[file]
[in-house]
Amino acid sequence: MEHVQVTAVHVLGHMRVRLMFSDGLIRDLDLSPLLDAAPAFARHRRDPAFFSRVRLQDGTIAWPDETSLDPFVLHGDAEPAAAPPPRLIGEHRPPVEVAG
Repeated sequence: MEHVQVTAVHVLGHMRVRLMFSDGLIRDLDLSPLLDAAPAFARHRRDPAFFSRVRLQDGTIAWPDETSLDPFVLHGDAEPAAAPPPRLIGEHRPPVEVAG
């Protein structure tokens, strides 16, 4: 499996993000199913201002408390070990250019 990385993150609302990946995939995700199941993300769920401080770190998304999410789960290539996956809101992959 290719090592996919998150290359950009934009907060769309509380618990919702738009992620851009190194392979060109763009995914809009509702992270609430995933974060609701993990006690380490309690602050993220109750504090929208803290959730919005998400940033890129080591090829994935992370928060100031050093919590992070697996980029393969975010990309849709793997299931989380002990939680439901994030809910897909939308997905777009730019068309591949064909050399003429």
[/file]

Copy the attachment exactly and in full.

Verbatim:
[in-house]
Amino acid sequence: MEHVQVTAVHVLGHMRVRLMFSDGLIRDLDLSPLLDAAPAFARHRRDPAFFSRVRLQDGTIAWPDETSLDPFVLHGDAEPAAAPPPRLIGEHRPPVEVAG
Repeated sequence: MEHVQVTAVHVLGHMRVRLMFSDGLIRDLDLSPLLDAAPAFARHRRDPAFFSRVRLQDGTIAWPDETSLDPFVLHGDAEPAAAPPPRLIGEHRPPVEVAG
């Protein structure tokens, strides 16, 4: 499996993000199913201002408390070990250019 990385993150609302990946995939995700199941993300769920401080770190998304999410789960290539996956809101992959 290719090592996919998150290359950009934009907060769309509380618990919702738009992620851009190194392979060109763009995914809009509702992270609430995933974060609701993990006690380490309690602050993220109750504090929208803290959730919005998400940033890129080591090829994935992370928060100031050093919590992070697996980029393969975010990309849709793997299931989380002990939680439901994030809910897909939308997905777009730019068309591949064909050399003429």